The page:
Inhalers containing chlorofluorocarbons, or CFCs, will be phased out by the end of the year to comply with international treaties intended to protect the the ozone layer.
The U.S. Food and Drug Administration made the announcement, which is part of an ongoing phase-out of the inhaler products. Only two remain on the market: Combivent Inhalation Aerosol and Maxair Autohaler. The FDA advises patients using these products to see their doctors for alternative treatment.
Inhalers are critical to the health of the 25 million Americans who suffer from asthma and the 15 million Americans diagnosed with chronic obstructive pulmonary disease. Asthma constricts the airways and can cause coughing, difficulty in breathing and tightness or pain in the chest.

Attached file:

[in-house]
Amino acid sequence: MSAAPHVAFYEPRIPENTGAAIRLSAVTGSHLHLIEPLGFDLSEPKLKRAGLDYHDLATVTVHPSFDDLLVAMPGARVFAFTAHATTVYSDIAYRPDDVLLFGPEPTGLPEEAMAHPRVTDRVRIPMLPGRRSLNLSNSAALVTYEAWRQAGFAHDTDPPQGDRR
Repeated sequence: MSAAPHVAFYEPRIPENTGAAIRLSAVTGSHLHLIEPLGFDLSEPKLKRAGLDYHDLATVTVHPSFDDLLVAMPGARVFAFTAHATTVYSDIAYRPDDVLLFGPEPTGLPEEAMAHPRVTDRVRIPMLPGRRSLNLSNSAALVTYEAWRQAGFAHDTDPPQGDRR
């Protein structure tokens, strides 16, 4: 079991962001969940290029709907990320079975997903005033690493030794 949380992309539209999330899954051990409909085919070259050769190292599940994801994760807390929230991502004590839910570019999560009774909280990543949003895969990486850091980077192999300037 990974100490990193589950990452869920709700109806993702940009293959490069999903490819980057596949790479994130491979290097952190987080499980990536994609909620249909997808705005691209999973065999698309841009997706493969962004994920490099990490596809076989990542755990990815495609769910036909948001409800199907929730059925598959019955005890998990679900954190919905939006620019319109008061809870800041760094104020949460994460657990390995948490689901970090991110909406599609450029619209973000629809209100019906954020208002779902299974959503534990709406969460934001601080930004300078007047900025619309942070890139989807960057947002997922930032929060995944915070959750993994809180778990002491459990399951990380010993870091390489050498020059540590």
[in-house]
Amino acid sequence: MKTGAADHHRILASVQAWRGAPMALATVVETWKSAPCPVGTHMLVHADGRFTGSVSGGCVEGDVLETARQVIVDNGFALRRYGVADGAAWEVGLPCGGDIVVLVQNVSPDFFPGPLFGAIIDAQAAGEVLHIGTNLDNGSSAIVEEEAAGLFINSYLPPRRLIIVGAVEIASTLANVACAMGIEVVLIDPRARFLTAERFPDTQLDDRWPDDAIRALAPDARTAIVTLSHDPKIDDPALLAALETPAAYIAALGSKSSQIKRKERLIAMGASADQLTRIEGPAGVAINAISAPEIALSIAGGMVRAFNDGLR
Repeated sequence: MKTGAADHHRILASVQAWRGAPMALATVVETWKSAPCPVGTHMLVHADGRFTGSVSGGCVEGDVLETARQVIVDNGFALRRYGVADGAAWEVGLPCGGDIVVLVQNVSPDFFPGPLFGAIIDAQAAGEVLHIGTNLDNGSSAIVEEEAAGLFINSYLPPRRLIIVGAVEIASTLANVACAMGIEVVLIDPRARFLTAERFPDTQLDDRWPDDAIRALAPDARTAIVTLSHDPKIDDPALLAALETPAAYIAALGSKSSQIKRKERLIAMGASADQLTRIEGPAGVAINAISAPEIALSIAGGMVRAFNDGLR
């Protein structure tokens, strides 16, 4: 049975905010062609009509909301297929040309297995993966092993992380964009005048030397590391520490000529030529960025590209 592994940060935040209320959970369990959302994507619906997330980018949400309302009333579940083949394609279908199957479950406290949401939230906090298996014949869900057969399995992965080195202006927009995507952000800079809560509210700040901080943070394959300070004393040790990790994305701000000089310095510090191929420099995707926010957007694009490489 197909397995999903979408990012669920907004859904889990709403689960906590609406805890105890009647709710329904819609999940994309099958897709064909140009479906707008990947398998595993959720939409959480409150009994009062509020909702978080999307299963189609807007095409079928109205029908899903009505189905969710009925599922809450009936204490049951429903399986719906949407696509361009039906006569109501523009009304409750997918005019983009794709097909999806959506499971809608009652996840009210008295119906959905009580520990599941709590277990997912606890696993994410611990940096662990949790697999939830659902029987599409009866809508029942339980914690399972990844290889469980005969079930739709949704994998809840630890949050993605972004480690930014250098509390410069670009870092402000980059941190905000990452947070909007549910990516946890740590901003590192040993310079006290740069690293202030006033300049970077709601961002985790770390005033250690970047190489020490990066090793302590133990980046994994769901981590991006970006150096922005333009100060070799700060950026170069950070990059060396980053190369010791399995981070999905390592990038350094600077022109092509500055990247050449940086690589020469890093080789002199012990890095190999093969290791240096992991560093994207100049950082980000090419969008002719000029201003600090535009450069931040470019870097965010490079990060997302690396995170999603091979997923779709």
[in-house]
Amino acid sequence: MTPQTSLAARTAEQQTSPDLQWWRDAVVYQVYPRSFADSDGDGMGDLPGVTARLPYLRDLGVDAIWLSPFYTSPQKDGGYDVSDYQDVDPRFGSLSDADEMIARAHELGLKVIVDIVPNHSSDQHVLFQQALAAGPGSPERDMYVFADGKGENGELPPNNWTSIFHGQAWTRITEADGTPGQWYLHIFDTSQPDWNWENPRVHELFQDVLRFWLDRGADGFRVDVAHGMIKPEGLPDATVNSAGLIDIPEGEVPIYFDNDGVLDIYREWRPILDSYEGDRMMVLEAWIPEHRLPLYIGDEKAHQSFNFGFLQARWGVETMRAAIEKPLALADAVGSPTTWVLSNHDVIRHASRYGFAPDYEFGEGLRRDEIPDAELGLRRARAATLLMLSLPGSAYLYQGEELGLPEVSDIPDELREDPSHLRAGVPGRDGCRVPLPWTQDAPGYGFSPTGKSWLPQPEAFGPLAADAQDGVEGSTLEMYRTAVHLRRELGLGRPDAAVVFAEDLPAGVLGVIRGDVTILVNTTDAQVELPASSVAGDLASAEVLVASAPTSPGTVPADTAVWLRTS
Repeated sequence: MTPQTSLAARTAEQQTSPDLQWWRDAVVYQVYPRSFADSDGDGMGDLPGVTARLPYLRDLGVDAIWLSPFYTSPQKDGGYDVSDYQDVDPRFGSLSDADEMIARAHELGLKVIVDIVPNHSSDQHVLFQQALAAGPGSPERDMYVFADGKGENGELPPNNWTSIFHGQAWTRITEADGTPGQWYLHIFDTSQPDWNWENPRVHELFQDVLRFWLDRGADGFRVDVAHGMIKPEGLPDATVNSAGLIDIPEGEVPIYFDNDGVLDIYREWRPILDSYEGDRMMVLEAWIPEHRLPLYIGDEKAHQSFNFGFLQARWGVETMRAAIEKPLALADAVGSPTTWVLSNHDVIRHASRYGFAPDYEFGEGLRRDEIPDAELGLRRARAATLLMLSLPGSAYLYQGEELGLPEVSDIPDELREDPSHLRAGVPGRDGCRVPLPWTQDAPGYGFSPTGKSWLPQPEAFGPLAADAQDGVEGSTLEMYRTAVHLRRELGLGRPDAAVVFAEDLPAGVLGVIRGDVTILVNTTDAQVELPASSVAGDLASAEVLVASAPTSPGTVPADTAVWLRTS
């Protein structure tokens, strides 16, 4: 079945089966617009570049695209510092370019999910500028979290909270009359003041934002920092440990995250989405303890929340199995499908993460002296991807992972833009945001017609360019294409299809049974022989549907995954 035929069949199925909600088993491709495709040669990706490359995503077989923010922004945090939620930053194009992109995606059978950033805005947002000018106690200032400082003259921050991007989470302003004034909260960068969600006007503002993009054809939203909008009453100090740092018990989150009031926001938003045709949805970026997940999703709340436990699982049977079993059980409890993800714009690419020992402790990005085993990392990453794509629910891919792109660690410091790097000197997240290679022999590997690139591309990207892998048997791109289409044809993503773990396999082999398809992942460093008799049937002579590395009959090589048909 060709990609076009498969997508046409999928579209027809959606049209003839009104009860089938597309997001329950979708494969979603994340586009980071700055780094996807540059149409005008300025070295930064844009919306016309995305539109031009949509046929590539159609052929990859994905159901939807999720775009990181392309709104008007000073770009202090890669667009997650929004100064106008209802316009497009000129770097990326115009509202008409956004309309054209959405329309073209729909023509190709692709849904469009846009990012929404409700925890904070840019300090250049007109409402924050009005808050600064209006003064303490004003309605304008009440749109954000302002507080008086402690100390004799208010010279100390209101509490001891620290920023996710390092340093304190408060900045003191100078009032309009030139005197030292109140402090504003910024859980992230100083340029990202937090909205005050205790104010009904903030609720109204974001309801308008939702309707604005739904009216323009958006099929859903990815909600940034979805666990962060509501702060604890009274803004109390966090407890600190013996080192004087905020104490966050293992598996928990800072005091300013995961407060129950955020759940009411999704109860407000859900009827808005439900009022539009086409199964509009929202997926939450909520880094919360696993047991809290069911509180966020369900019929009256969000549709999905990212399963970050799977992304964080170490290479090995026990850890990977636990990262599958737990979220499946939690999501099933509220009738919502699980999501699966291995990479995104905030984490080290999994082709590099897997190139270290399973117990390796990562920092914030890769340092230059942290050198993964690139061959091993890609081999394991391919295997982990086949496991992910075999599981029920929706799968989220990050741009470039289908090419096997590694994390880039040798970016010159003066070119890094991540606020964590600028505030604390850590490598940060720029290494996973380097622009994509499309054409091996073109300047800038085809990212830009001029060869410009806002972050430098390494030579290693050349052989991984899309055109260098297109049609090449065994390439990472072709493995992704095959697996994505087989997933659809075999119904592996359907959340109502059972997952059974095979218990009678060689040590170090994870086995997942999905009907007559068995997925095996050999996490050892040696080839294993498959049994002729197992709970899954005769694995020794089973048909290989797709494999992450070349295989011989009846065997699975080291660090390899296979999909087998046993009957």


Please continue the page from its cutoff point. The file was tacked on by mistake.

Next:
Chronic obstructive pulmonary disease is a serious lung disease that grows worse over time. Symptoms can include chest tightness, chronic cough and excessive phlegm.
Most inhalers that used CFCs have already been phased out by the FDA. The most widely used inhaler -- albuterol -- was discontinued in 2008. The CFC products have been replaced with inhalers that use propellants known as hydrofluoroalkanes, or HFAs.
The phase-out is in accord with the 1987 Montreal Protocol on Substances that Deplete the Ozone Layer, an international treaty to phase out the worldwide production and use of CFCs. In the U.S., CFCs have been removed from such products as hairsprays, deodorants and air conditioning.
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